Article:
NEW YORK — Payment processor Visa Inc. said late Saturday that it plans to start categorizing sales at gun stores separately.
It’s a major victory for gun control advocates who say it will help better track suspicious increases in gun sales that could be the prelude to a mass shooting. But gun rights advocates have argued that the measure would unfairly separate legal gun sales when most sales do not lead to mass shootings.
Visa said it would adopt the International Organization for Standardization’s new merchant code for firearms sales, which was announced on Friday. Until Friday, gun store sales were considered “general merchandise.”
“Following ISO’s decision to establish a new merchant category code, Visa will move forward with the next steps, while ensuring that all legal commerce on the Visa network is protected in accordance with our long-standing rules,” said the payment processor in a statement.
The adoption of Visa is significant as the largest payment network and will likely put additional pressure on Mastercard and American Express to adopt the code as well.
Proponents of gun control had achieved important victories on this front in recent weeks. New York City officials and pension funds had been lobbying ISO and banks to adopt the code.
Two of the nation’s largest public pension funds, in California and New York, are lobbying the nation’s largest credit card companies to establish sales codes specifically for gun sales that could flag the suspicious purchases or more easily trace how weapons and ammunition are sold.
Merchant category codes now exist for almost all types of purchases, including those made at supermarkets, clothing stores, cafes and many other retailers.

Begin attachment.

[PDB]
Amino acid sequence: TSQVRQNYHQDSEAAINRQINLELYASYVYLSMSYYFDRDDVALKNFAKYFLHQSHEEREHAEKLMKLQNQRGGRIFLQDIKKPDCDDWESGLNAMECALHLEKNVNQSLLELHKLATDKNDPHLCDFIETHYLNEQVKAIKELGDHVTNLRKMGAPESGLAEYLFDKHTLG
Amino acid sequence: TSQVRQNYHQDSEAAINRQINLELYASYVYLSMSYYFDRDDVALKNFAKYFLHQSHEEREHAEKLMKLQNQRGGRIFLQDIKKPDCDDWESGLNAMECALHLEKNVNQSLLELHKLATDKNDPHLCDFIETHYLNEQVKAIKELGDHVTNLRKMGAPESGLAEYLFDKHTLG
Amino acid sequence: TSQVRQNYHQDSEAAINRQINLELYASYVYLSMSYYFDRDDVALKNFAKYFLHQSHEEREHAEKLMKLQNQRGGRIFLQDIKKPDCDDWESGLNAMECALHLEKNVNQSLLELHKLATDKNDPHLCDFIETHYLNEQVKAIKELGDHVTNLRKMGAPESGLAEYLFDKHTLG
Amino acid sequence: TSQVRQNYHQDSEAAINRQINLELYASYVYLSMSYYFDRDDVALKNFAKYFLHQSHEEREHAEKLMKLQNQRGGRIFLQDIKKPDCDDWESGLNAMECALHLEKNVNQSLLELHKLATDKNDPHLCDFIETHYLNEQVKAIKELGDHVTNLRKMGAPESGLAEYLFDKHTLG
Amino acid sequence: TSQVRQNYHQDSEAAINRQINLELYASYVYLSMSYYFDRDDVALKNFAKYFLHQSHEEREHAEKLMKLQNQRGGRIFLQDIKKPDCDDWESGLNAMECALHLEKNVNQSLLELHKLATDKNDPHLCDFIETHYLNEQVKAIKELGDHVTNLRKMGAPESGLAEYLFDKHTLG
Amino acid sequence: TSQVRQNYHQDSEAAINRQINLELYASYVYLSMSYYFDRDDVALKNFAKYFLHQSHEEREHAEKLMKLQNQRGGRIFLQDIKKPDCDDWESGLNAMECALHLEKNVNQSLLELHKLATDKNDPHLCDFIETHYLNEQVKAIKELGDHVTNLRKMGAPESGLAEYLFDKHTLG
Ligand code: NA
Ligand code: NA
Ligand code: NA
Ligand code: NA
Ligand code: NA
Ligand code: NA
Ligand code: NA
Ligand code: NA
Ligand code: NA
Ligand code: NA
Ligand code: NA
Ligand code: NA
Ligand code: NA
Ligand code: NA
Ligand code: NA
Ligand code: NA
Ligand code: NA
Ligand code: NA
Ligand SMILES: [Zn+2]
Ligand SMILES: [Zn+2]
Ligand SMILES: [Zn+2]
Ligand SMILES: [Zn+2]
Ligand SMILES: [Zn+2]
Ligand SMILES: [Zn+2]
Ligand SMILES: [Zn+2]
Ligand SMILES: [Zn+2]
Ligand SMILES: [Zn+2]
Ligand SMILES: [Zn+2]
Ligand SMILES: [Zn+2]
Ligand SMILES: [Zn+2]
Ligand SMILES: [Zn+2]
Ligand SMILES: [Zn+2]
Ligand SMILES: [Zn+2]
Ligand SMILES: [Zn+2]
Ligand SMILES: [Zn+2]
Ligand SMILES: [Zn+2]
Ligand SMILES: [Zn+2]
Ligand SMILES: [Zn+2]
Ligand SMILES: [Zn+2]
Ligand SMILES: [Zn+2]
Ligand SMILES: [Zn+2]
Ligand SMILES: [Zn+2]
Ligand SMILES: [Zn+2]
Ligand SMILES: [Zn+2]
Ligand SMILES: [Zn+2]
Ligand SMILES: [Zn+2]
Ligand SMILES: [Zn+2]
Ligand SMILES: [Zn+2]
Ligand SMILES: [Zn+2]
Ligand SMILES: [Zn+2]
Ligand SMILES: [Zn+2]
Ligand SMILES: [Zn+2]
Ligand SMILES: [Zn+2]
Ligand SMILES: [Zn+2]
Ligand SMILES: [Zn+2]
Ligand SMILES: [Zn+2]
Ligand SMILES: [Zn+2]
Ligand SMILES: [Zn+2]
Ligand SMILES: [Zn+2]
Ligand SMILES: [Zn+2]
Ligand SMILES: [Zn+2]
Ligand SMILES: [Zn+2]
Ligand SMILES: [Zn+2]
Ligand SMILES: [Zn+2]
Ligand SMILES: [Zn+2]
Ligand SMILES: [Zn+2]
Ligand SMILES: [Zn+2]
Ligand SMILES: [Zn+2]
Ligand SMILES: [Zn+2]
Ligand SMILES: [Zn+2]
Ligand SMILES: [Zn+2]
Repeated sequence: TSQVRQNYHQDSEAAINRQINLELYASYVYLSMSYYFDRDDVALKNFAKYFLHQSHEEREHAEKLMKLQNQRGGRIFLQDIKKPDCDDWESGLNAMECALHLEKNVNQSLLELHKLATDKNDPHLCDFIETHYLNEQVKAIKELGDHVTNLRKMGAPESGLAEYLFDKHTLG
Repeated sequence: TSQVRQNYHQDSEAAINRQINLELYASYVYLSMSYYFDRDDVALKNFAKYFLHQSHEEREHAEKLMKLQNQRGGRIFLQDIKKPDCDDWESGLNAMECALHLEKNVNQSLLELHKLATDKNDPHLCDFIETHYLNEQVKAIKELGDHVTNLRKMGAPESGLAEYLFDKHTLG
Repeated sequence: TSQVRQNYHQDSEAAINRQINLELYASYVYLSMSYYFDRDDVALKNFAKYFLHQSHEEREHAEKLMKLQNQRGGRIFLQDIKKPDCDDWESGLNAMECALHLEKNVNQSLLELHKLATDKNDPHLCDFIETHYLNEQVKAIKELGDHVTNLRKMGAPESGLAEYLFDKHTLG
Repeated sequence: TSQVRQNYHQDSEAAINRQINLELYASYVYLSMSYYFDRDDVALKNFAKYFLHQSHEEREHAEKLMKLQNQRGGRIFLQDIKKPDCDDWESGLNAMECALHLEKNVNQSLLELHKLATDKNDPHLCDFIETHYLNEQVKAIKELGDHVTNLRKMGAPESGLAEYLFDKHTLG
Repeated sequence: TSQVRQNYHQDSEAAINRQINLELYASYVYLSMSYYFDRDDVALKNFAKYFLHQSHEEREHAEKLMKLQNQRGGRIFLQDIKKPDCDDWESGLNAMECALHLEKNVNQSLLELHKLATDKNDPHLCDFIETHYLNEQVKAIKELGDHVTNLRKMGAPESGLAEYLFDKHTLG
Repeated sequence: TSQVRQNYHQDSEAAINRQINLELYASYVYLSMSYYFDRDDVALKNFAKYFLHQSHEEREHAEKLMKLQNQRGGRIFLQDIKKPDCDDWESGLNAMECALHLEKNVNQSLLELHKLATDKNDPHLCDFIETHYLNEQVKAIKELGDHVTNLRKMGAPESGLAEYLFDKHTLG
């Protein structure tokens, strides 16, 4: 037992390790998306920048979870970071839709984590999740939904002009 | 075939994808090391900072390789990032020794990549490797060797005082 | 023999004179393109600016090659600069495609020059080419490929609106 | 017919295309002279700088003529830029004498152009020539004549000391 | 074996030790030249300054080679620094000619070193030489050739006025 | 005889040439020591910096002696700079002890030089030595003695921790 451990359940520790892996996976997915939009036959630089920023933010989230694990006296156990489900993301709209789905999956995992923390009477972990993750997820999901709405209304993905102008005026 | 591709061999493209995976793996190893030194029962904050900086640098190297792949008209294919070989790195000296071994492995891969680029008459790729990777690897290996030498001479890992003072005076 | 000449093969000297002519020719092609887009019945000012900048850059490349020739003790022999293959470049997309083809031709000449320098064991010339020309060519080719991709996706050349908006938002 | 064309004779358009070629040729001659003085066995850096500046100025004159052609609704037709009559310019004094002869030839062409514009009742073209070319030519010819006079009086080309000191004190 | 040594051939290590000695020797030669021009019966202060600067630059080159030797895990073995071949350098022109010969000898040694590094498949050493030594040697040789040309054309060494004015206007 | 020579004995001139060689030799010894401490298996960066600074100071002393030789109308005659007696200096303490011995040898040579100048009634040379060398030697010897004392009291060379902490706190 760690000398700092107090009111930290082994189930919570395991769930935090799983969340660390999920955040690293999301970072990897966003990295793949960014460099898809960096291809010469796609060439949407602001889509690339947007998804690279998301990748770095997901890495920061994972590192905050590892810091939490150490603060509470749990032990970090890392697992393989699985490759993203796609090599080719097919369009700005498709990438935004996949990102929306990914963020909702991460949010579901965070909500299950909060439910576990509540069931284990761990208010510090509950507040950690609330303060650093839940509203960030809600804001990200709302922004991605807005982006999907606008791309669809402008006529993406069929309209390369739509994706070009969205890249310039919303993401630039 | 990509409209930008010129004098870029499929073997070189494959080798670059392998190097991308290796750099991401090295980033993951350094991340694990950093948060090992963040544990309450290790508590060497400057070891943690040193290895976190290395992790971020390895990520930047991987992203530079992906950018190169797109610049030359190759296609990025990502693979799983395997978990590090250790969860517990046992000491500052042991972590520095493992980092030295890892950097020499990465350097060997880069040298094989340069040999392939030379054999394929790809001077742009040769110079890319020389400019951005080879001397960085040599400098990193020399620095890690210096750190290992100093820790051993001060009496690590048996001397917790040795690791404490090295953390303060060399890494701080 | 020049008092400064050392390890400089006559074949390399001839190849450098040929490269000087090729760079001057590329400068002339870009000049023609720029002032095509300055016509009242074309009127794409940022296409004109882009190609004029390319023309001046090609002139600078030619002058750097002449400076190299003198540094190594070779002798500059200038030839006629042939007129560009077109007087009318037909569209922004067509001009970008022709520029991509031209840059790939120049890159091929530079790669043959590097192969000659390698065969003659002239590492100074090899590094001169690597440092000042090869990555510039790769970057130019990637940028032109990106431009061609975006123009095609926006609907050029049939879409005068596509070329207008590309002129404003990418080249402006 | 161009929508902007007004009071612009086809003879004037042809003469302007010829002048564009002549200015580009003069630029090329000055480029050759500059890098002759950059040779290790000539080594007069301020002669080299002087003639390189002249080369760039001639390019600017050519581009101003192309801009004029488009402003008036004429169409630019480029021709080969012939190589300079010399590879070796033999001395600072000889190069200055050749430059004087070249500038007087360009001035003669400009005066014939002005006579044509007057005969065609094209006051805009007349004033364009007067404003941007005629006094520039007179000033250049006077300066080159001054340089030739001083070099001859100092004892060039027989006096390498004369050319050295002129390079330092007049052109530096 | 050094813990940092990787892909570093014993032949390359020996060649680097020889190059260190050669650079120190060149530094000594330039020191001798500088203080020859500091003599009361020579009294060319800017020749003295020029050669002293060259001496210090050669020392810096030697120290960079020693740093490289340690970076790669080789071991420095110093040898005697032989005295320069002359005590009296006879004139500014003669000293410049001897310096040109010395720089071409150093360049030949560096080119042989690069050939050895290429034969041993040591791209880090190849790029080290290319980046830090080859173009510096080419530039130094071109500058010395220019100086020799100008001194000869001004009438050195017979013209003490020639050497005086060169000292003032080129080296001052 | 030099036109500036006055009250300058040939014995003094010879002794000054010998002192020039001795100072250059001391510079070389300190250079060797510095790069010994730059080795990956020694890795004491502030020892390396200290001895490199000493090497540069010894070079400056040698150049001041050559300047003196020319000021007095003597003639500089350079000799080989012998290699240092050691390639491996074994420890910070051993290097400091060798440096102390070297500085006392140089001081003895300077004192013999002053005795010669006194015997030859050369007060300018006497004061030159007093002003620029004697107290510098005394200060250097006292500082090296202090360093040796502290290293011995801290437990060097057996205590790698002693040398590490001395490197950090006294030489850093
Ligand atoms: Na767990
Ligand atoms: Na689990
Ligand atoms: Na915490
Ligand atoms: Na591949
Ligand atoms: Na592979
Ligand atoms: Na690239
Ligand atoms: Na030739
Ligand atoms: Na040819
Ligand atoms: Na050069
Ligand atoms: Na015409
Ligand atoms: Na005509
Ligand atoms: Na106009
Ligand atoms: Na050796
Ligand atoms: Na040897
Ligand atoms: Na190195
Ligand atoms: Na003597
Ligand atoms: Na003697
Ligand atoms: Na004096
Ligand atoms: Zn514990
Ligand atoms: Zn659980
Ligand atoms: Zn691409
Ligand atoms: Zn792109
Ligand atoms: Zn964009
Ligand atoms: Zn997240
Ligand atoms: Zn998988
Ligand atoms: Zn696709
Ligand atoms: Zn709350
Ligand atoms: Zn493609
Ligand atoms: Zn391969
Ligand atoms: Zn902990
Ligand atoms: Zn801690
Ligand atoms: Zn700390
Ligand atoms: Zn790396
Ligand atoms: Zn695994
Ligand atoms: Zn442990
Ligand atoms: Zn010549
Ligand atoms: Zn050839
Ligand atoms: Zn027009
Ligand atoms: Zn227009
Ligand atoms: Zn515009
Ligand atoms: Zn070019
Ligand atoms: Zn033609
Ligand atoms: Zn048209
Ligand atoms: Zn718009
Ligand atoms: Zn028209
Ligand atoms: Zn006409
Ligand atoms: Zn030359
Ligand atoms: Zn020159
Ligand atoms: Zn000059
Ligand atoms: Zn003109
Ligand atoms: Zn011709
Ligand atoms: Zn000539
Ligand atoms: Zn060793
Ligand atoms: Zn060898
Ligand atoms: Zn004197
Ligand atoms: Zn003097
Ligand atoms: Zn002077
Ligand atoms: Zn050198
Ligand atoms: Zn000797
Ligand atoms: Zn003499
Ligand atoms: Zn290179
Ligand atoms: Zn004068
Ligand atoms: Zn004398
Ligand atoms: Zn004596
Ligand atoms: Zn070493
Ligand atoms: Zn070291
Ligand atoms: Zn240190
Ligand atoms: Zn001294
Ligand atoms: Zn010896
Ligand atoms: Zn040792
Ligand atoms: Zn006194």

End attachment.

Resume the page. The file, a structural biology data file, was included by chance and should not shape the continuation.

“When you buy a plane ticket or pay for groceries, your credit card company has a special code for these retailers. It’s just common sense that we have the same policies in place for gun and ammunition stores,” said New York Mayor Eric Adams, a former police captain who blames gun proliferation. for the murderous violence of his city.
City Comptroller Brad Lander said it makes moral and financial sense as a tool to address gun violence.
“Unfortunately, credit card companies haven’t supported this simple, convenient, and potentially life-saving tool. Now is the time for them to do so,” Lander said recently, ahead of Visa’s announcement.
Landers is a director of the New York City Employees’ Retirement System, the Teachers’ Retirement System and the Board of Education’s Retirement System – which together own 667,200 shares of American Express valued at approximately 92.49 millions of dollars ; 1.1 million shares of MasterCard valued at approximately $347.59 million; and 1.85 million shares of Visa valued at approximately $363.86 million.
In letters to companies, New York’s pension funds, joined by the California State Teachers’ Retirement System, called for support for such a move, saying companies had a responsibility to ban the using their networks for what public officials considered illegal activity.
“Failure to do so may result in regulatory, reputational and litigation risks that may harm long-term shareholder value,” the letters asserted.
Over the years, public pension funds have used their large investment portfolios to influence public policy and the market.
The California Teachers’ Fund, the second-largest pension fund in the nation, has long targeted the gun industry. He gave up his holdings to gun manufacturers and sought to persuade some retailers to sell guns.
Four years ago, the Teachers’ Fund made guns a key initiative. He called for background checks and called on retailers to “monitor irregularities at the point of sale, record all gun sales, regularly check gun inventory and proactively help the police”.
Pension funds argue that creating a merchant category code for gun and ammunition stores could help combat gun violence.
In letters to credit card companies, a pattern of purchases could signal suspicious activity.
Officials said a week before the mass shooting at Pulse Nightclub in Orlando, Florida, where 49 people died after a gunman opened fire in 2016, the attacker used credit cards to buy over $26,000 in guns and ammunition, including purchases from a self-contained gun retailer.
Associated Press writer Bobby Calvan in New York contributed to this report.